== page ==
7. “Given the title of his piece, we are led to presume that a carbon price is more the latter rather than the former, yet he offers not a single piece of critique as to what the economists or Garnaut are actually saying and where their arguments might be flawed.”

    Ziggy is a physicist. The reason he has not specifically critiqued anything is because the justification for a Carbon Tax has largely been limited to emotive hand-waving arguments. There is nothing to critique.

    His article is saying: ffs guys, get some numbers. Analyse this stuff, don’t just foist it upon us.

    • That is not his point. That is what he is hoodwinking you with. He is lobbying for nuclear. A carbon price will deliver nuclear if that is the most efficient outcome. If not, why the hell would you want it?

      • Of course he is biased towards Nuclear.

        Why the hell would you want it is exactly his point. Do we want it? Is it a constructive way to use our time/energy/money? or are we just screwing ourselves over for no reason at all?

        The debate has largely been run by people who can’t do maths. He is suggesting that we think a bit about this rather than just being trendy.

    • “Ziggy is a physicist”.

      He’s also a businessman. He ran a little telco for a while there IIRC.

      Pricing carbon means you don’t need some bureaucrats to “analyse this stuff”. The invisible hand just produces the cheapest form of abatement.

      Of course ideally the market would set the carbon price as well, but that idea brought down a Prime Minister.

      • “Pricing carbon means you don’t need some bureaucrats to “analyse this stuff”. The invisible hand just produces the cheapest form of abatement.”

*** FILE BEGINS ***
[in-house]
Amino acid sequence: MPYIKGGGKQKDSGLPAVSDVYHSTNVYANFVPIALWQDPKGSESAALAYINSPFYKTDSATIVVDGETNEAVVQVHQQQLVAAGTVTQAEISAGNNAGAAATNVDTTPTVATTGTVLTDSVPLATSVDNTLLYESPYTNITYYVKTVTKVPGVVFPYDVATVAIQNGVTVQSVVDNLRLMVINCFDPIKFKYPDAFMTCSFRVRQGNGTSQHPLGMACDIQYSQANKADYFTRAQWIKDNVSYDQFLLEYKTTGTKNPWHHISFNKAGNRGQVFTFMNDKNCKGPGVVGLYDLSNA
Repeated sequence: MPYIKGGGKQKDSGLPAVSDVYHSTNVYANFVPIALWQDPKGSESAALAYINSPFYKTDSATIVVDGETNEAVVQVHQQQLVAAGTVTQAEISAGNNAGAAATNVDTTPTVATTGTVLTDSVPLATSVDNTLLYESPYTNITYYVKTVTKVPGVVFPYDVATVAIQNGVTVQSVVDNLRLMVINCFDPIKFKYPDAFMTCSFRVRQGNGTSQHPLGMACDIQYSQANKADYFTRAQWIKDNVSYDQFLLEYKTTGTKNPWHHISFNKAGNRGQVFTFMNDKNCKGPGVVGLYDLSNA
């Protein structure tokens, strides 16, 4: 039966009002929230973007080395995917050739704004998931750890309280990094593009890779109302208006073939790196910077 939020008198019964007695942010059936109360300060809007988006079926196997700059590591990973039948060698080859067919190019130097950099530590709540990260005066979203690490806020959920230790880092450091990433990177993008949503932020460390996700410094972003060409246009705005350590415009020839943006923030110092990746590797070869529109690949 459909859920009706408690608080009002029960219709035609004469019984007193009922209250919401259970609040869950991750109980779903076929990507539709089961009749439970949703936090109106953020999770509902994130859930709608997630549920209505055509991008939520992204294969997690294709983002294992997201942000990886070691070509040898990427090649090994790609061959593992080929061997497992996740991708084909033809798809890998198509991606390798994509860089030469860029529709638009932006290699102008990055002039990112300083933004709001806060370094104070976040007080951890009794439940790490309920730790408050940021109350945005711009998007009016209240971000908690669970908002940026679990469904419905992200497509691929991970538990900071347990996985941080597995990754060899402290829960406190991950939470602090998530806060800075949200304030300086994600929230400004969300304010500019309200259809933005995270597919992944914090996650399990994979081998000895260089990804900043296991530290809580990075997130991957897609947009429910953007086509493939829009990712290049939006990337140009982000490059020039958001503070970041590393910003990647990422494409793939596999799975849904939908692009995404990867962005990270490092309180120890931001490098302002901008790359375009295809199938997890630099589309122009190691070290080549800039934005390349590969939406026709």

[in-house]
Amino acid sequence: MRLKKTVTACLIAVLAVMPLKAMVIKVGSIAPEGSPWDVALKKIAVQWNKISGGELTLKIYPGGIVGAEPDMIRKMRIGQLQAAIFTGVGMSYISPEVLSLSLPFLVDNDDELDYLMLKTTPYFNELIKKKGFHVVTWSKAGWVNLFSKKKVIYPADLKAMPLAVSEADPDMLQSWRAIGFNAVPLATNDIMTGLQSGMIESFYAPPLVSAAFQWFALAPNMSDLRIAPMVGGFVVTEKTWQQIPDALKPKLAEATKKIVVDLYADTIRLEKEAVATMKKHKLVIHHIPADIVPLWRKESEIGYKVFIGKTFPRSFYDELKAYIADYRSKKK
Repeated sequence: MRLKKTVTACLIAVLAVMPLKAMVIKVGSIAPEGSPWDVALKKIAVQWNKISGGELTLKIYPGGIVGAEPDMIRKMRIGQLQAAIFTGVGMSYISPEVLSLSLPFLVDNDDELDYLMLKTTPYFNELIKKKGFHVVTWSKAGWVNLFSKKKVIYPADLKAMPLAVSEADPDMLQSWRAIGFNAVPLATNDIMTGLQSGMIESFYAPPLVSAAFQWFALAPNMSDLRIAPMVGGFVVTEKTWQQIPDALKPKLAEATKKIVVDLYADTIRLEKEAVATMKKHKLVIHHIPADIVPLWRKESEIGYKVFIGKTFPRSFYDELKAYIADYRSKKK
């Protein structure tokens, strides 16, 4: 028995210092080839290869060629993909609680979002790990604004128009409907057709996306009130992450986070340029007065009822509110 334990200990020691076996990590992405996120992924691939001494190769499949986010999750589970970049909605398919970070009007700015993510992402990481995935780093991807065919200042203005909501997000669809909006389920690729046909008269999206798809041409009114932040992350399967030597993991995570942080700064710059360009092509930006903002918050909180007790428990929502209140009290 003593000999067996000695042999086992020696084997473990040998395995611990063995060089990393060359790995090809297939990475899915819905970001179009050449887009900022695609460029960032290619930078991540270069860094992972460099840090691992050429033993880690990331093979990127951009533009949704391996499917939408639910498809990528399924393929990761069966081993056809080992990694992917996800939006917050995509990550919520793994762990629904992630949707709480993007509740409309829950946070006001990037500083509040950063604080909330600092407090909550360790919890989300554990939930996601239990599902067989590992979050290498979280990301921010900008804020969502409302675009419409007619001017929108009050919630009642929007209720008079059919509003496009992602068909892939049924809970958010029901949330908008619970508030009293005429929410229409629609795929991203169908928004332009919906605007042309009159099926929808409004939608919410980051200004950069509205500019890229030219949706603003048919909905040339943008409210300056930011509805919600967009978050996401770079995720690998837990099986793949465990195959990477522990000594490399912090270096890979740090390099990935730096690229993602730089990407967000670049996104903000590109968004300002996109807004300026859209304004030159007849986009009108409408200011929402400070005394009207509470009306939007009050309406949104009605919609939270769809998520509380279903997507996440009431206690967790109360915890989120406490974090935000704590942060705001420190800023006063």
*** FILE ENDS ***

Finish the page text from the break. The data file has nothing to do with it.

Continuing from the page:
This is a massive economic fallacy. The ‘price’ only exists through government intervention. There is no ‘invisible hand’ the hand is there for all to see.

        It’s made of iron and it’s clenched in a fist.

        • I’ve read a lot of your comments on this and other threads, and it seems you don’t understand the concept of a negative externality. In such cases, free markets will not simply arise by themselves.

          Secondly, are you aware that even the stockmarket would not exist in its current form without “government intervention”? Limited liability for shareholders, various securities laws, regulation by the SEC, etc. All necessary for capitalism to run smoothly — all enforced by the government.

          • The ‘externality’ argument relies entirely on ‘the science’ being correct. I have argued, very strongly, as have many others that it’s not. Therefore I do not accept that there are any externalities at all.

            For markets to exist all you need are goods and services to be traded. They even existed before money did. Governments created money to make it easier, but the goods and services are what make free markets.

            The idea that carbon dioxide, an invisible trace gas, should be some good for people to trade is absurd. Although, if you disagree, I have a tower in France you might like to buy.

          • Matt – Think of a coal fired power station for example. You don’t accept there are any negative externalities here??

            Asthma? Mercury poisoning? Respiratory disease?

          • “You don’t accept there are any negative externalities here??
            Asthma? Mercury poisoning? Respiratory disease?”